You make one good admission though. That the “stupid” hoodlums who mindlessly destroyed property on Harare CBD were opposition supporters. You can whisper that to Mr Chamisa who is trying to disown them. You blatantly lie that they were not armed. Maybe it is your euphemism for saying they were primitively armed. The mad arsonists and anarchists who marched on 1 August had metal bars, stones & sticks ( of course truly reflecting the stone age leadership of Chamisa , Biti & co) . Mr Trump says treat anyone who has stones as someone with a gun. My point is the rioters were not unarmed civilians; they were a primitively armed MDC alliance army. Mr Chamisa was stupidly hoping to do what he did to Khupe on ED!

    Wake up from your deep slumber Mr MDC activist! There is more democracy in the country than the MDC alliance can allow its members ( Chamisa must not be contested, mayors must only be nominated by him, etc). The elections were the most transparent ever held on this continent. Mr Chamisa was too scared that he would lose in an election without blemish. Then he started this satanic , truly barbaric 1 August violence.

  5. Musoni, is one of the brainwashed dirty, tooth decayed youthies no doubt. What an idiot of the highest caliber. I hope he never reproduces. And by the way, who taught youthies how to type ?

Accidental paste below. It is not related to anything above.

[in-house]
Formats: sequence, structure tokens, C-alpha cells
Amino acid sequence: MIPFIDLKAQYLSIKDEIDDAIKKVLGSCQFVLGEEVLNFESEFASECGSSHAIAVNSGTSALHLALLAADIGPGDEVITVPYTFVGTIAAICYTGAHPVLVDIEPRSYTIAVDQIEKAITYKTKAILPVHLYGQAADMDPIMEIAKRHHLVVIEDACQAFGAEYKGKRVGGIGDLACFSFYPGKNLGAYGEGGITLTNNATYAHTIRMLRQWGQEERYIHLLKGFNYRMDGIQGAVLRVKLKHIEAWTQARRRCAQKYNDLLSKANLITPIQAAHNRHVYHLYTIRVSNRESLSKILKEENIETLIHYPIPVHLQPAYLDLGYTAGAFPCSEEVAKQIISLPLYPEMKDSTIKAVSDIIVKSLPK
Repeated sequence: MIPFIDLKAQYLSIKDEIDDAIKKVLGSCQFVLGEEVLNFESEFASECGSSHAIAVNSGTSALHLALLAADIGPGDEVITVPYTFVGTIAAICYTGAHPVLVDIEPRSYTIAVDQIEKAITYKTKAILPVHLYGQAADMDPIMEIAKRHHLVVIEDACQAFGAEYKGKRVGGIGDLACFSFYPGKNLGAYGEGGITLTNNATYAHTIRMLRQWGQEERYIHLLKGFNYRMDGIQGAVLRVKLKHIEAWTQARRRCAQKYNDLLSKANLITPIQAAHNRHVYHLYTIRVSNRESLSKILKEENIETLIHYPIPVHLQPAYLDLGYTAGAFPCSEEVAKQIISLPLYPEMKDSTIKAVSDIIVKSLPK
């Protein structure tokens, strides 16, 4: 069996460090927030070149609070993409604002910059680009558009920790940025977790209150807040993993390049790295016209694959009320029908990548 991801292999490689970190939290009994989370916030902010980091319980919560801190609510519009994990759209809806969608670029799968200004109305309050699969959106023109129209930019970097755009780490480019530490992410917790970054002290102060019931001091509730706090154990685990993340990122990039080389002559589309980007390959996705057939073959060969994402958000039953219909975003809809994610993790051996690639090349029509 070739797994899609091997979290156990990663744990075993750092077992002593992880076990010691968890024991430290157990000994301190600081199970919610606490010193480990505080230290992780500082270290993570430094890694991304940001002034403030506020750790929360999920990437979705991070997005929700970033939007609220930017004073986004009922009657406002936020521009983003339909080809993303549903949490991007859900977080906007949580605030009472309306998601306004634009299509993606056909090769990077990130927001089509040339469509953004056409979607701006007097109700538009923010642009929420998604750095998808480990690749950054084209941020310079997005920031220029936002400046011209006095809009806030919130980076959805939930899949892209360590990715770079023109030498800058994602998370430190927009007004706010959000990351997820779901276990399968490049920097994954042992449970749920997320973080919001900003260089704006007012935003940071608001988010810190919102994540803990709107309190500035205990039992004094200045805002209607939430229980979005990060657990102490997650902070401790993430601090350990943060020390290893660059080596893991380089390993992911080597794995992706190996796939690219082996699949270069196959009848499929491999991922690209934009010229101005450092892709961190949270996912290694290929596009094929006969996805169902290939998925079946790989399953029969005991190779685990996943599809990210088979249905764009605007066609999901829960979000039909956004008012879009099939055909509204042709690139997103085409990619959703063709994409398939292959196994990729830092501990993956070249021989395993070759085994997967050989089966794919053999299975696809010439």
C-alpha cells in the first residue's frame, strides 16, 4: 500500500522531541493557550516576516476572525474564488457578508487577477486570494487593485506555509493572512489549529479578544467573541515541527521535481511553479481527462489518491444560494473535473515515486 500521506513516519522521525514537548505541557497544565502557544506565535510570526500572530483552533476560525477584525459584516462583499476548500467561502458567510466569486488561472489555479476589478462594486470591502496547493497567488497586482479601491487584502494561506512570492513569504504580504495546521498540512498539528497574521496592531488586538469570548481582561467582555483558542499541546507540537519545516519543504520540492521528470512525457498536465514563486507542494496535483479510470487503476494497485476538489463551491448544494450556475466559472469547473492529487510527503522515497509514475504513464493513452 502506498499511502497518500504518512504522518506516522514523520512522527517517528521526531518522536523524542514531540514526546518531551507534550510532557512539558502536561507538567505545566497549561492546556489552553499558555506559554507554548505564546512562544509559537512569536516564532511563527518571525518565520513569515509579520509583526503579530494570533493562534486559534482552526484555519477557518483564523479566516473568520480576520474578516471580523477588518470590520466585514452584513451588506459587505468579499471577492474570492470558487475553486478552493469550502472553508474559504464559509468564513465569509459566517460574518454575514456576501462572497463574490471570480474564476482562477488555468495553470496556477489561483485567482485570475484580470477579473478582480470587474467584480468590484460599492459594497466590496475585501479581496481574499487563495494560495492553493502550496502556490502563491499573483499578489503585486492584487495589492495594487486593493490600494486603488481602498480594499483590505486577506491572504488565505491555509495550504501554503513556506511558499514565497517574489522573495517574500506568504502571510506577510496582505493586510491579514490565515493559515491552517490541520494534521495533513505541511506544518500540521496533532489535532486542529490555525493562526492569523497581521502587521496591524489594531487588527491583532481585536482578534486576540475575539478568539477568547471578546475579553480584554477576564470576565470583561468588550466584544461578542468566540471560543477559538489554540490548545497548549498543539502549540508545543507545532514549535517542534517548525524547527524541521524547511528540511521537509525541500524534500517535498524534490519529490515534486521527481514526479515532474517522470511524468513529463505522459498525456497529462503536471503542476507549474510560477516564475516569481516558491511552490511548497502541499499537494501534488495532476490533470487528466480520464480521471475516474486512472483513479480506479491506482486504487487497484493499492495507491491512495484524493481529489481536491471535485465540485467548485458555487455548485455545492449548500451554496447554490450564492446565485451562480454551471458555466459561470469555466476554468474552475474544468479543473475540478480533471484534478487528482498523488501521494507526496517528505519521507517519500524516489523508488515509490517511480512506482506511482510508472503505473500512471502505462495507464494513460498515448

6. The Samson boy doesn’t want to believe that when chamisa reverses elections of mayors done according to the laws of Zimbabwe he is trying to be a Hitler. That ,the not-so-clever boy who pretends to be a lawyer is really a danderhead of unimaginable proportions& of the same grade as Samson. He rallies drunk youths to demonstrate, and when he feels that the long rope that ED has given him is now tightening around his neck , he calls the youths he abused “stupid”.He says he “loves ” his country but begs the USA for sanctions against the country He speaks democracy when everyday that goes down confirms him as an undemocratic power grabber in his party. He is a democrat , he barks! The next day we are told he must not be contested. Who does he send for the vile task of silencing dissent in his party ? He sends too empties called Hwende & Chibaya. Their ring is very true to the adage of empty vessels! Join them in the madness young Samson. When you are done with your Alliance foolishness , come to school and I teach you not just to type but think critically! The sell-out goons at Harvest of Thorns House will never rule Zimbabwe!

  7. This article was written by an author, who cannot differentiate red from black. The old and new dispensation are totally different regimes with the later correcting all the mistakes committed by the old regime. There are a lot of changes, both political and economic, that are taking place.

  8. Crocodiles don’t have spots. Mixing metaphors creates confusion.